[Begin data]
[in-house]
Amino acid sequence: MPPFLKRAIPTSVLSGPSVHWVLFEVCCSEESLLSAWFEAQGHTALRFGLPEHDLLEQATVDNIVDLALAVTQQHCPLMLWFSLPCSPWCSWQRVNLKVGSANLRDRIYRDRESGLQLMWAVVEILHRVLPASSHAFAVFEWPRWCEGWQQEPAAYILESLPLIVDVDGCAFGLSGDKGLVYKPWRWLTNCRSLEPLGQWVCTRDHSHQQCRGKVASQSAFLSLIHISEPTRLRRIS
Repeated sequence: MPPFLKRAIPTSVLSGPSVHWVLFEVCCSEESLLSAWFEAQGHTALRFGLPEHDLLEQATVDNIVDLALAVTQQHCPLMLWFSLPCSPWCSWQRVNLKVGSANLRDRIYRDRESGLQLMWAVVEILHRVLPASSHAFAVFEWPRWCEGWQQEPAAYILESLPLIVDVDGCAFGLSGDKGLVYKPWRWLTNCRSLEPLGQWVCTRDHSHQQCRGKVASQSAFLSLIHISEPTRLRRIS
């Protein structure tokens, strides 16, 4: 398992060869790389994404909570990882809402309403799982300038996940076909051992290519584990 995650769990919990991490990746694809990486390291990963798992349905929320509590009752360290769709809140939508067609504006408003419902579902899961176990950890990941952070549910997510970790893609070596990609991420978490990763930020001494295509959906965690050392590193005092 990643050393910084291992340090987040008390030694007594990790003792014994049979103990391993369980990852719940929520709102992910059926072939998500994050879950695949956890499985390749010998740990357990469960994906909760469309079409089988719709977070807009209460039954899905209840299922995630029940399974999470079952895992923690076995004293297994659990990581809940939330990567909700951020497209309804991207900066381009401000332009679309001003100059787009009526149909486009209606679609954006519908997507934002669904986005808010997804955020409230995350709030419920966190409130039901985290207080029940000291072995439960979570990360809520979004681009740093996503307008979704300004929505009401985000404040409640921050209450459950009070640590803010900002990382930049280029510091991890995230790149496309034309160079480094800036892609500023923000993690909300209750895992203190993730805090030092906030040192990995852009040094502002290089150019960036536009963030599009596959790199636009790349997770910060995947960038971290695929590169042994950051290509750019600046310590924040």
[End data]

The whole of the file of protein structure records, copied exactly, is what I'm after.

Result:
[in-house]
Amino acid sequence: MPPFLKRAIPTSVLSGPSVHWVLFEVCCSEESLLSAWFEAQGHTALRFGLPEHDLLEQATVDNIVDLALAVTQQHCPLMLWFSLPCSPWCSWQRVNLKVGSANLRDRIYRDRESGLQLMWAVVEILHRVLPASSHAFAVFEWPRWCEGWQQEPAAYILESLPLIVDVDGCAFGLSGDKGLVYKPWRWLTNCRSLEPLGQWVCTRDHSHQQCRGKVASQSAFLSLIHISEPTRLRRIS
Repeated sequence: MPPFLKRAIPTSVLSGPSVHWVLFEVCCSEESLLSAWFEAQGHTALRFGLPEHDLLEQATVDNIVDLALAVTQQHCPLMLWFSLPCSPWCSWQRVNLKVGSANLRDRIYRDRESGLQLMWAVVEILHRVLPASSHAFAVFEWPRWCEGWQQEPAAYILESLPLIVDVDGCAFGLSGDKGLVYKPWRWLTNCRSLEPLGQWVCTRDHSHQQCRGKVASQSAFLSLIHISEPTRLRRIS
């Protein structure tokens, strides 16, 4: 398992060869790389994404909570990882809402309403799982300038996940076909051992290519584990 995650769990919990991490990746694809990486390291990963798992349905929320509590009752360290769709809140939508067609504006408003419902579902899961176990950890990941952070549910997510970790893609070596990609991420978490990763930020001494295509959906965690050392590193005092 990643050393910084291992340090987040008390030694007594990790003792014994049979103990391993369980990852719940929520709102992910059926072939998500994050879950695949956890499985390749010998740990357990469960994906909760469309079409089988719709977070807009209460039954899905209840299922995630029940399974999470079952895992923690076995004293297994659990990581809940939330990567909700951020497209309804991207900066381009401000332009679309001003100059787009009526149909486009209606679609954006519908997507934002669904986005808010997804955020409230995350709030419920966190409130039901985290207080029940000291072995439960979570990360809520979004681009740093996503307008979704300004929505009401985000404040409640921050209450459950009070640590803010900002990382930049280029510091991890995230790149496309034309160079480094800036892609500023923000993690909300209750895992203190993730805090030092906030040192990995852009040094502002290089150019960036536009963030599009596959790199636009790349997770910060995947960038971290695929590169042994950051290509750019600046310590924040």